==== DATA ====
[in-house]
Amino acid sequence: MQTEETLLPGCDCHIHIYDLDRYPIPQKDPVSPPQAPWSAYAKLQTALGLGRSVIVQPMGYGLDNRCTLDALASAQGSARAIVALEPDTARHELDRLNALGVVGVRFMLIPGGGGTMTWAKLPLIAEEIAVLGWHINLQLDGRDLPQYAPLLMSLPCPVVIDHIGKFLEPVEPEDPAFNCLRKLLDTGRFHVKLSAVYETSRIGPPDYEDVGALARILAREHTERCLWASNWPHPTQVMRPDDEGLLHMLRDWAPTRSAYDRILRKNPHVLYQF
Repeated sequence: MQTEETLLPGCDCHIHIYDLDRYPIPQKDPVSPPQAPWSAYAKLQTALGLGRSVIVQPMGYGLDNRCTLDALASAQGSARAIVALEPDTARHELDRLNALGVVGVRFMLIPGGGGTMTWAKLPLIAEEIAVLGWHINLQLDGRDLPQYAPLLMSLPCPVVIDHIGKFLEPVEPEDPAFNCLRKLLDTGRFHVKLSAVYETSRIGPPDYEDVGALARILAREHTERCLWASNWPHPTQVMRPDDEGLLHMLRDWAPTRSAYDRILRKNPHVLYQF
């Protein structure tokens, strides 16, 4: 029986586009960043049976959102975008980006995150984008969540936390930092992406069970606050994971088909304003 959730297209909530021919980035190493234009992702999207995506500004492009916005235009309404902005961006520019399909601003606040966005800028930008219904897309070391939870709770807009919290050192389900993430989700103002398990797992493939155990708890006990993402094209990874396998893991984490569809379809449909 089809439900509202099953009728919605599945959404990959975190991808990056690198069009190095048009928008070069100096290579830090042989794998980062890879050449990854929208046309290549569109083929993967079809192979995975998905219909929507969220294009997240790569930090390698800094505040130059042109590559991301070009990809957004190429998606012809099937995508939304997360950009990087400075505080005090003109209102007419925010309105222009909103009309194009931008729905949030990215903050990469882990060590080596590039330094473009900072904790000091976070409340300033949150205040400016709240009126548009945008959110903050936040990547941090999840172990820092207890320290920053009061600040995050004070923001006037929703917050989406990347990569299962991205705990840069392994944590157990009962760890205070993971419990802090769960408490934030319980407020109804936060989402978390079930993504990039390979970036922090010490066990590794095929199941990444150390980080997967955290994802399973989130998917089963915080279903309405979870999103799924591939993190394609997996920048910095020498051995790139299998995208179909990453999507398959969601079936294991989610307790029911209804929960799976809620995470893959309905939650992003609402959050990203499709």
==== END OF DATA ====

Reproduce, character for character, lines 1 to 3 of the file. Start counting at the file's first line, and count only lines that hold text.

[in-house]
Amino acid sequence: MQTEETLLPGCDCHIHIYDLDRYPIPQKDPVSPPQAPWSAYAKLQTALGLGRSVIVQPMGYGLDNRCTLDALASAQGSARAIVALEPDTARHELDRLNALGVVGVRFMLIPGGGGTMTWAKLPLIAEEIAVLGWHINLQLDGRDLPQYAPLLMSLPCPVVIDHIGKFLEPVEPEDPAFNCLRKLLDTGRFHVKLSAVYETSRIGPPDYEDVGALARILAREHTERCLWASNWPHPTQVMRPDDEGLLHMLRDWAPTRSAYDRILRKNPHVLYQF
Repeated sequence: MQTEETLLPGCDCHIHIYDLDRYPIPQKDPVSPPQAPWSAYAKLQTALGLGRSVIVQPMGYGLDNRCTLDALASAQGSARAIVALEPDTARHELDRLNALGVVGVRFMLIPGGGGTMTWAKLPLIAEEIAVLGWHINLQLDGRDLPQYAPLLMSLPCPVVIDHIGKFLEPVEPEDPAFNCLRKLLDTGRFHVKLSAVYETSRIGPPDYEDVGALARILAREHTERCLWASNWPHPTQVMRPDDEGLLHMLRDWAPTRSAYDRILRKNPHVLYQF